Figure 6 shows the annual rate of inflation for the headline output Producer Price Index (PPI), core output PPI that excludes food, beverages, tobacco and petroleum (FBTP) industries and FBTP output PPI that includes FBTP industries. FBTP industries tend to experience more volatile transitory inflation with growth being prone to temporary shocks that can mask the underlying inflation trend. Looking at core inflation can therefore help to determine the underlying long-running inflation trend.

While there is no widely agreed definition of core inflation, our coverage for PPI includes the following industries: clothing, textiles and leather; paper and printing; chemicals and pharmaceuticals; metals, machinery and equipment; computers, electrical and optical; transport equipment; and other manufactured products; these industries have a 69% weight in headline PPI, with FBTP industries making up the remaining 31%.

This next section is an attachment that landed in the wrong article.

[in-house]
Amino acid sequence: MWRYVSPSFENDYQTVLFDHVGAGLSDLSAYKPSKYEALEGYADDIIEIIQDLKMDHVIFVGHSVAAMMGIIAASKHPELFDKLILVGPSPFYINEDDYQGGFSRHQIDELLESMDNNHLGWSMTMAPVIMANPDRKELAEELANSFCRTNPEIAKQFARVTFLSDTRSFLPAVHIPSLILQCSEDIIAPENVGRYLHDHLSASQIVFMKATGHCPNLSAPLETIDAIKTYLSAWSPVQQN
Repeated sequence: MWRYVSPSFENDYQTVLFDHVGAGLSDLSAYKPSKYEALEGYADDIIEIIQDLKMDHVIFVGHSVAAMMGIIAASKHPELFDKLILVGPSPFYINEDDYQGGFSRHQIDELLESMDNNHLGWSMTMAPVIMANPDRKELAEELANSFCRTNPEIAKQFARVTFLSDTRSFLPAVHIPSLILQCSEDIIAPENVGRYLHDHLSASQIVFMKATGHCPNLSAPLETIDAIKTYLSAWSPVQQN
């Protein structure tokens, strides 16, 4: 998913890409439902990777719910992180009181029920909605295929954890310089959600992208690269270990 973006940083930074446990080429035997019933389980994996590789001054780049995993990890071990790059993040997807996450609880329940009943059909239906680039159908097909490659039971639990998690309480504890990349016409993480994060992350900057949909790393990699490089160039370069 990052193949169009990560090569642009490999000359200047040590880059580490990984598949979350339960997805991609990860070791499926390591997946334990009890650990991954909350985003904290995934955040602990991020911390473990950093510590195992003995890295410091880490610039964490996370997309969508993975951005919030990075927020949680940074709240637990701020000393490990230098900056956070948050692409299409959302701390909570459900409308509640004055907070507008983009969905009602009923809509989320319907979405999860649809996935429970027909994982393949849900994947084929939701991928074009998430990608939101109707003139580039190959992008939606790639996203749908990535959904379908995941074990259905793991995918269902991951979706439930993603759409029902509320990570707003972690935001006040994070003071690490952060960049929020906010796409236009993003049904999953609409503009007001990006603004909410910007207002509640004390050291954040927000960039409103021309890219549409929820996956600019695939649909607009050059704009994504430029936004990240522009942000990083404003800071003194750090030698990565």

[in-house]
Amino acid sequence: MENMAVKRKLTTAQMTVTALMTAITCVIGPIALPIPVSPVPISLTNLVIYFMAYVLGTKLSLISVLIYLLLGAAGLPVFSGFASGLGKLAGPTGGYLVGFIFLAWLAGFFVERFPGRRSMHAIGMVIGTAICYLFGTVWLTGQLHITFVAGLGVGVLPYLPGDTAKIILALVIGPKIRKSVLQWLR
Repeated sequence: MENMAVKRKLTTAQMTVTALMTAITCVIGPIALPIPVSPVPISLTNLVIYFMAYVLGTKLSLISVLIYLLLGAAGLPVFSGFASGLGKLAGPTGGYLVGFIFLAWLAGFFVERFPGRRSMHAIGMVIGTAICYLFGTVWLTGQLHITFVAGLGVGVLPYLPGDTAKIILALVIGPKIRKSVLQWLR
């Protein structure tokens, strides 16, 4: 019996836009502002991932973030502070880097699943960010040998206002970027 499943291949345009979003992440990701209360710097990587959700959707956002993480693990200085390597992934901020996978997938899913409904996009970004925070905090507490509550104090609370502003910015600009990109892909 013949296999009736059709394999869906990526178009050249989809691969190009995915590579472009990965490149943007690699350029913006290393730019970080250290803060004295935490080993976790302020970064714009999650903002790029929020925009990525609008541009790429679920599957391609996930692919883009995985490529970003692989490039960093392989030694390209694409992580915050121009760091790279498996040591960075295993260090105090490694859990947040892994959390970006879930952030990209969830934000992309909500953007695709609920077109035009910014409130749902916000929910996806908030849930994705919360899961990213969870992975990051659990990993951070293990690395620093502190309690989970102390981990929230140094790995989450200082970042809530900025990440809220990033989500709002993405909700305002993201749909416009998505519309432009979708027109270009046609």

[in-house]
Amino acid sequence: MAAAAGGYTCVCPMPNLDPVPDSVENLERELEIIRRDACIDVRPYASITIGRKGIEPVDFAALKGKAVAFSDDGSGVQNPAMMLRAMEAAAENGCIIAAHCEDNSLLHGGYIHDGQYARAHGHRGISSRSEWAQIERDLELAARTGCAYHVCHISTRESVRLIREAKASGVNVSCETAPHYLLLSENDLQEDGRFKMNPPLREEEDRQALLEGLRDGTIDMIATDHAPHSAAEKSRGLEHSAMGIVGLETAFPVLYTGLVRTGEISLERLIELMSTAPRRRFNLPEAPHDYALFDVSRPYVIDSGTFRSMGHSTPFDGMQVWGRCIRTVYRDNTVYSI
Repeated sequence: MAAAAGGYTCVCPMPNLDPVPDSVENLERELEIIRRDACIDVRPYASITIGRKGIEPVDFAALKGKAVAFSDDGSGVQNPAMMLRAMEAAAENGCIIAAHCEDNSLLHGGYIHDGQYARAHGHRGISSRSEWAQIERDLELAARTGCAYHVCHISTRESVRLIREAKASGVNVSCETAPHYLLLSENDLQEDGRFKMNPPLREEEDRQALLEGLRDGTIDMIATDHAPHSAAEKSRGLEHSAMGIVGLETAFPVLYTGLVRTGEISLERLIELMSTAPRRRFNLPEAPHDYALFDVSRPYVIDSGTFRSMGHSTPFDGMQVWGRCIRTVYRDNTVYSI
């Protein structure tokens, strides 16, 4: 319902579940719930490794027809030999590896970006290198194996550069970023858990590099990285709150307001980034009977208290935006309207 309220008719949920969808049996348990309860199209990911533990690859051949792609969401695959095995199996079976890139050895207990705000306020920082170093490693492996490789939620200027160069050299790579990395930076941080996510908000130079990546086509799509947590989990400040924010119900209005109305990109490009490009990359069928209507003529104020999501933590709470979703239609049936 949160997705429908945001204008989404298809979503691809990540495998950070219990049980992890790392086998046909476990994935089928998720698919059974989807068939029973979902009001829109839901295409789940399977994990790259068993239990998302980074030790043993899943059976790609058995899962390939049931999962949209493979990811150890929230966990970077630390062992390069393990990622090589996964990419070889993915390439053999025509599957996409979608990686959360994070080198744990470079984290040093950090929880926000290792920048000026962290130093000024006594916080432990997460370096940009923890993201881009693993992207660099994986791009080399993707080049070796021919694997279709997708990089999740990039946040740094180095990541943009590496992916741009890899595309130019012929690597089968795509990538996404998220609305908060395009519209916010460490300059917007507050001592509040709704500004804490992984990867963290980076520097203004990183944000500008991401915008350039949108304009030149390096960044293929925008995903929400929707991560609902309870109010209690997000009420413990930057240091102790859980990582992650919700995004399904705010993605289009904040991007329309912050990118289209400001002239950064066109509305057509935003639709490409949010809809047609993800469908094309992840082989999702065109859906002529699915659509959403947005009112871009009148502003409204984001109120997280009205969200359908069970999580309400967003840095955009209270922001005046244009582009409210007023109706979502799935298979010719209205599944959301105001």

For most of the past 5 years the core inflation rate has remained between zero and 1.0%. From January 2016, however, the rate moved upwards and has remained above 2.0% since November 2016. As discussed in section 6 of June’s PPI release the main factors for the recent rise in core inflation are increases to inputs of global commodity and energy prices and a depreciation of sterling against other leading currencies. These factors led to rising input costs, which has in turn resulted in manufacturers passing on some of these increased costs to their customers by raising output prices. For commentary on energy prices please see section 4 of July’s Prices Economic Commentary.